It was a really lazy Saturday… or at least it was.
Jeff was out hunting. I worked for a few hours and then was lazy on the couch watching TV. I’m heading out on a work trip to Denver for the week, so I spent the day procrastinating doing my laundry and packing.
At 4:30pm the phone rang and it was Jeff calling from the woods. He needed my help as fast as possible. He had shot a doe with his muzzleloader, but despite finding her blood and some hair, he was unable to find her and it was soon dark.
He said, grab all the flashlights you can, a blaze orange vest, your helmet, your boots, and get out here.
Suddenly I was in full speed. Get dressed. Find headlamps. Find flashlights. Grab bag. Start filling it. Grab lantern. Put on boots. Find orange vest. Feed dog. Feed cats. Find helmet. Debate goggles. Leave goggles. Get in car. Speed like a crazy person around the lake and back in the woods. Try to keep car on road in soft muddy clay covered back road. Find husband. Impress him for being there so quickly.
We found a place to leave the car, and then we went several kilometres into the woods to where Jeff stashed the 4 wheeler. He got on it, and I followed in the truck until the road was too small and rough for the truck. Then I parked the truck and jumped on the back of the quad and held on tight. A couple kilometres later we were in the deep woods, at the end of an old trail.
We walked around, but it was getting dark, and raining. It was hard to find any blood due to the rain. Jeff saw the direction she went in, but a muzzleloader makes a lot of smoke. She shouldn’t have gone far before dropping.
I followed one path but quickly realized we didn’t have to be too far apart before we couldn’t hear each other calling. The last thing we needed was to get separated and lost.
After about 20 minutes, we found a marijuana grow up in the woods. That or someone was growing a garden in the middle of nowhere. The plants were recently harvested, but the chicken wire fence around it remained.
A few minutes more, and Jeff found his deer.
I’ve been pretty good about keeping my love of animals and my support and understanding of a hunt separate in my head. There are no clear cut stances here. I was raised on a farm. I’ve seen plenty of dead animals. I just don’t know if I could ever do the killing. Animals are cute and cuddly, but they also feed us. It is totally possible to compartmentalize your mind and live in the moment.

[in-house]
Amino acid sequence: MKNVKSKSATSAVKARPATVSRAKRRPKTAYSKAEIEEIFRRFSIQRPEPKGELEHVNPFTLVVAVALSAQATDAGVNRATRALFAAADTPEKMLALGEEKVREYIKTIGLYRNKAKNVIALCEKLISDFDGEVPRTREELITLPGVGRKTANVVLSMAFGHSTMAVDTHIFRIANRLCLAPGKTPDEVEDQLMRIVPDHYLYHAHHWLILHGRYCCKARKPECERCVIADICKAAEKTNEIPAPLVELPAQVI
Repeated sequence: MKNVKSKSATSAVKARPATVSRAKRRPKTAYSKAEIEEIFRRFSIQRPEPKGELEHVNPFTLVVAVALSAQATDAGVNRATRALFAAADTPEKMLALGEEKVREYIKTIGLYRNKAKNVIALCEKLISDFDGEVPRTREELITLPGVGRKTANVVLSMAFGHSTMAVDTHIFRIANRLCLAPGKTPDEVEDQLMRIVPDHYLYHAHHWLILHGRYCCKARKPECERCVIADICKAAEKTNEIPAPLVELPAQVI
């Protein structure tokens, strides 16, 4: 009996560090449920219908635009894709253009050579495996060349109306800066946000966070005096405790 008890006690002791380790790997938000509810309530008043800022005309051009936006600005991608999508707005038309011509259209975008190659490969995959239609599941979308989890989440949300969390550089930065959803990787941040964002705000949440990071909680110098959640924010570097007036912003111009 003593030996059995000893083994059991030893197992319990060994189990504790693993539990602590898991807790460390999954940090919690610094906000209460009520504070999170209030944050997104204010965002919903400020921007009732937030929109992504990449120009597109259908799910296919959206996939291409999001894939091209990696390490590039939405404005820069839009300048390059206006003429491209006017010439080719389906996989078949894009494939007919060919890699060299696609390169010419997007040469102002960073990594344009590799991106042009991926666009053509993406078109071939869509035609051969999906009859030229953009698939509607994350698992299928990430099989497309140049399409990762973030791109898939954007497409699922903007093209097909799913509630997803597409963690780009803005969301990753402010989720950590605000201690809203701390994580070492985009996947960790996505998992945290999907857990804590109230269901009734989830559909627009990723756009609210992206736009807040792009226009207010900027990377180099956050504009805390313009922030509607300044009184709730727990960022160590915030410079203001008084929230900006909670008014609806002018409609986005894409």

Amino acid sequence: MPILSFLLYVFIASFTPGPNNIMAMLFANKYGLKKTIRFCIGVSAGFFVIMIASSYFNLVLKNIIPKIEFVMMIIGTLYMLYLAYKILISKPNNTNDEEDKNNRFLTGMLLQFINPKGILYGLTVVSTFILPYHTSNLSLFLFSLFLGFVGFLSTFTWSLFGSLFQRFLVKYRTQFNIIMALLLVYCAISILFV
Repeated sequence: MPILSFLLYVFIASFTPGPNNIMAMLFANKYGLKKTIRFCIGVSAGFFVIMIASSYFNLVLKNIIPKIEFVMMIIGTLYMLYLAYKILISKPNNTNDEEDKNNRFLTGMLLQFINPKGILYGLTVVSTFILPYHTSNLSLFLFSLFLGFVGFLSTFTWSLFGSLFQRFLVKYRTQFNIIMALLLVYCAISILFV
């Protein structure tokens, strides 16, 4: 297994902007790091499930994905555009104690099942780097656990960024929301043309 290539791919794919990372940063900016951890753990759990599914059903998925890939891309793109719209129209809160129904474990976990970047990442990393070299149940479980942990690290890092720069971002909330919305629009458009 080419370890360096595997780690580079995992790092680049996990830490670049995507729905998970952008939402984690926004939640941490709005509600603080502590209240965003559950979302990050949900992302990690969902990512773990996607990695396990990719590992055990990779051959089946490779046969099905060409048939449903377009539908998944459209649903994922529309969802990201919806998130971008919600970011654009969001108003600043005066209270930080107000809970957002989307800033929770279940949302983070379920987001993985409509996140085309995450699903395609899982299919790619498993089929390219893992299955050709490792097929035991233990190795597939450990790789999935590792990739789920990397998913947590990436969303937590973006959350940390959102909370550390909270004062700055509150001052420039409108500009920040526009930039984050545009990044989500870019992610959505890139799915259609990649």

And in this next moment, I was standing at dusk, in the woods, with a dead deer, while Jeff went to bring the 4wheeler closer. And there were times I was so sure she was still breathing, even though she was obviously gone.
Getting the 4wheeler closer to the deer was no easy task. Once he was about 50 feet away, the 4wheeler got horribly hung up on a stump and dead tree and couldn’t budge. The back wheels were up in the air and spinning. With the winch at home in the shed, and not on the 4wheeler, how were we going to get the deer out?
I left a blinking flashlight on the deer and went to help Jeff. This was one of many points were we knew if we didn’t persevere and conquerer the task, things were going to get a whole lot more miserable.
We tried Jeff on the quad, me on it, both of us pushing it, lifting it, pulling it. Nothing. It was stuck going down a hill on top of trees and a stump. I broke off a dead tree and jammed it behind the front tire to make a little more contact with the spinning wheels. Down the hill was really wet and swampy so we decided it was best to go backwards.
Jeff got on it, put it in reverse, and I pushed. It worked! But now he had to go backwards over a few clumps of balsam fir trees that he just pushed over. At one point he was way up in the air on trees and so easily could have rolled it over in any direction. I was really scared. But he hammered on and got off the trees. Yes!
With the 4wheeler back on sturdy ground, we knew the only way to get the deer out was going to be to physically drag her to the 4wheeler. In the heat of the prep time, we didn’t think of bringing the rope from the truck. All Jeff had was 3 bungie cords. And they just didn’t work out to pull her.